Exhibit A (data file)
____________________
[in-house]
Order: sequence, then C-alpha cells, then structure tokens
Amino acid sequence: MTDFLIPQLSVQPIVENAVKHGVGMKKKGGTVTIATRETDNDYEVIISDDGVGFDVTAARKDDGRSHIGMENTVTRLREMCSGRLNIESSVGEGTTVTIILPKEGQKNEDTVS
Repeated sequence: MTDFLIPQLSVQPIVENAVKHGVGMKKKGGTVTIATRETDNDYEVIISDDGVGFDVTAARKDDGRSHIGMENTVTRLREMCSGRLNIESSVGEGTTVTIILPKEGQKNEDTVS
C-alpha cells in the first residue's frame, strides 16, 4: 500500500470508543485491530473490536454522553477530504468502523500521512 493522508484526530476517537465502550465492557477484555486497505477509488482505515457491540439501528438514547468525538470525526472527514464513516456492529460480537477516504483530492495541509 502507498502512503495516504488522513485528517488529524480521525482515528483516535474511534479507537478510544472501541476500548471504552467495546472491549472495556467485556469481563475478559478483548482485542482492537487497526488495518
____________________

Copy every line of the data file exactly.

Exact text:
[in-house]
Order: sequence, then C-alpha cells, then structure tokens
Amino acid sequence: MTDFLIPQLSVQPIVENAVKHGVGMKKKGGTVTIATRETDNDYEVIISDDGVGFDVTAARKDDGRSHIGMENTVTRLREMCSGRLNIESSVGEGTTVTIILPKEGQKNEDTVS
Repeated sequence: MTDFLIPQLSVQPIVENAVKHGVGMKKKGGTVTIATRETDNDYEVIISDDGVGFDVTAARKDDGRSHIGMENTVTRLREMCSGRLNIESSVGEGTTVTIILPKEGQKNEDTVS
C-alpha cells in the first residue's frame, strides 16, 4: 500500500470508543485491530473490536454522553477530504468502523500521512 493522508484526530476517537465502550465492557477484555486497505477509488482505515457491540439501528438514547468525538470525526472527514464513516456492529460480537477516504483530492495541509 502507498502512503495516504488522513485528517488529524480521525482515528483516535474511534479507537478510544472501541476500548471504552467495546472491549472495556467485556469481563475478559478483548482485542482492537487497526488495518